Tuesday, February 24, 2009

Dress to Bless -- Sue Payne

"Therefore, as God’s chosen people, holy and dearly loved, clothe yourselves with compassion, kindness, humility, gentleness, and patience." Colossians 3:12

Lately, one of the important decisions I make daily is how many layers of clothing to wear in order to stay warm. I am not a cold weather person, so I take great care in dressing properly during these chilly winter months. Our thermostat is set at 65 degrees, so I have been known to wear a hood or winter hat inside the house to keep my body heat from escaping. These kinds of layers can become quite burdensome and time consuming. The time I spend getting dressed and then removing layers, not to mention doing the extra laundry it creates, takes a lot of extra effort and still some days I find myself chilled to the bone.

According to God’s Word, we’re also responsible for dressing ourselves with “moral excellence”, which is Webster’s definition of virtue. Compassion, kindness, humility, gentleness, and patience are the wardrobe for the “chosen” who choose to put it on. These are layers we must decide to wear in order to share the warmth of Jesus.

Unlike the insulated attire we put on during the winter that holds the heat in, this virtuous line of clothing shares the warmth! And though there are more of them than layers of winter clothing, you’ll find when you wear these virtues, you can move about with ease, your heart and soul lifted with the joy and privilege of dressing like Christ.

Sharing this kind of warmth is never a waste of time, in fact, time management skills improve when you’re “dressed” appropriately. Others will notice your new look, too. You will be “dressed to bless” and they will be the recipients.

I have to admit, though, once you put these clothes of virtue on, it takes quite a bit of effort to keep them from coming off. That’s where the perfect accessory for your new outfit comes in! Colossians 3:14 says, "And over all these virtues, put on love, which binds them all together in perfect unity.”

Now, all you need to do is a little “soul searching” in your prayer closet. God has chosen the perfect attire for you to wear. Be a super model for Christ.

Sue Payne is a freelance writer whose articles have appeared in home schooling newsletters and church news bulletins. She is experienced in curriculum planning and design and uses her writing skills to encourage and teach others. Sue lives in Delaware, is married, and has two boys whom she home schooled for a total of fourteen years.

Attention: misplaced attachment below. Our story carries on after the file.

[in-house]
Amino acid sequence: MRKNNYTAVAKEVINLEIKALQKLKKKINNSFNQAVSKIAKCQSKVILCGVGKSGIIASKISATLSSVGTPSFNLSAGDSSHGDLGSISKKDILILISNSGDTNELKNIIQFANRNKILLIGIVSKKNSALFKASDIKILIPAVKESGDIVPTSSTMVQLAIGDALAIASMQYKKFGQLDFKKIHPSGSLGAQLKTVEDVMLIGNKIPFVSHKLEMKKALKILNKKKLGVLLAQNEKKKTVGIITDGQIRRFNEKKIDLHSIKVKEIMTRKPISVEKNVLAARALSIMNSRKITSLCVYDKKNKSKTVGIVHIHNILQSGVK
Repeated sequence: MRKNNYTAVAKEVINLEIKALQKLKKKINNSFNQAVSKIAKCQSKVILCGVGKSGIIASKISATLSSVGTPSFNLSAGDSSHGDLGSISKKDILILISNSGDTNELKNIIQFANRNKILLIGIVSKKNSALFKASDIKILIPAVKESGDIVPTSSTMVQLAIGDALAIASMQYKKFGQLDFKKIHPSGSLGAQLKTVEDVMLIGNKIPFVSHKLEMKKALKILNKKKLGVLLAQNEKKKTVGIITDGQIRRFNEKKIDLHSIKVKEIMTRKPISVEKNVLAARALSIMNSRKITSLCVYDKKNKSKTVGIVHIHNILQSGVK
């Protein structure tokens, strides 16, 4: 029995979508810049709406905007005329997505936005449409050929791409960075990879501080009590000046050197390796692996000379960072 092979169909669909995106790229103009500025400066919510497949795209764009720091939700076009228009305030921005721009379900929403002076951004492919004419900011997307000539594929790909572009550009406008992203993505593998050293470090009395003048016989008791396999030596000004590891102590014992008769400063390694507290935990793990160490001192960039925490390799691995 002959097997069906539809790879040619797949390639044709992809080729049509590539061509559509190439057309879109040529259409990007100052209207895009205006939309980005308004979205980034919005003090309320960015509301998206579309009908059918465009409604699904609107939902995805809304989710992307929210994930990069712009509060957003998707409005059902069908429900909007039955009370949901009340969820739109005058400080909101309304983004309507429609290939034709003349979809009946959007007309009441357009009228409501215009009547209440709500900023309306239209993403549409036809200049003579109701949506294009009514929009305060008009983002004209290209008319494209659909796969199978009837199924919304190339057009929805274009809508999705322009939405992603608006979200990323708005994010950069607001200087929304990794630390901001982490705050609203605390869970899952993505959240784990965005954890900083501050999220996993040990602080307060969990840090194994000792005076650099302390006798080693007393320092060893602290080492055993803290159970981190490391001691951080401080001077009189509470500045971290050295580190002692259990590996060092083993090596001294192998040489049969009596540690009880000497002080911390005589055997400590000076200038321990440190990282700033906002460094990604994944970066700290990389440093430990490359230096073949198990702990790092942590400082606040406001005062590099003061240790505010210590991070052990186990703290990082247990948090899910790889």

Friday, February 13, 2009

HE SAID, SHE SAID - Eddie Jones & Cindy Sproles

“…stand firm then,…with the breastplate of righteousness in place.” - Ephesians 6:14b

Listen to "Tents" Moments

What would you attempt to do if you knew you wouldn't fail?

A few years back I found myself sleeping in a state park near Newark, Delaware. Some months earlier I'd lost my job. Oh, I knew where it was. The job was hiding in a cubicle in Bangalore, India but I wasn't flying halfway around the world to bring it home. I couldn't afford the plane ticket, anyway. Couldn't afford a room at the Howard Johnson, either. So, that evening I set up my tent, unloaded my gear and then drove my twenty-year-old Toyota hatchback up the road to a writers conference. I had a dream and a manuscript and not much else.

Dreams are funny things. When you're not watching, they'll slip off and become real. Mine sat in the passenger seat staring out the window. I birth big dreams.

Before I left the house that morning I'd "prayed on" the breastplate of righteousness. I'd asked God to keep my thoughts pure and my dreams secure. Righteous thoughts are the lifeblood of Christians. What we think, we do and become. Lust long enough and you take what's not yours. Meditate on God's Word and your spirit aligns with His.

I have a heart full of dreams, some of them from God. God says He knows the plans He has for us. Plans for good not ill, plans for a future and hope. One of the dreams He placed in my heart is to write for Him.

The last night of the writers conference I returned to my campsite and found my tent in a heap and my sleeping bag soaked. The wind and rain had blown it down. I threw it all in the trunk, crawled behind the wheel and looked at the award certificate on the passenger seat.

"Come on, dream," I said. "We're checking into a hotel. God's given us an upgrade."

The award money for winning first place was more than enough to pay for a dry room, but none of it would have mattered if I hadn't put on the breastplate of righteousness each day and asked God to keep my dreams secure. The dreams, the heart of serving Him, are what drives us forward.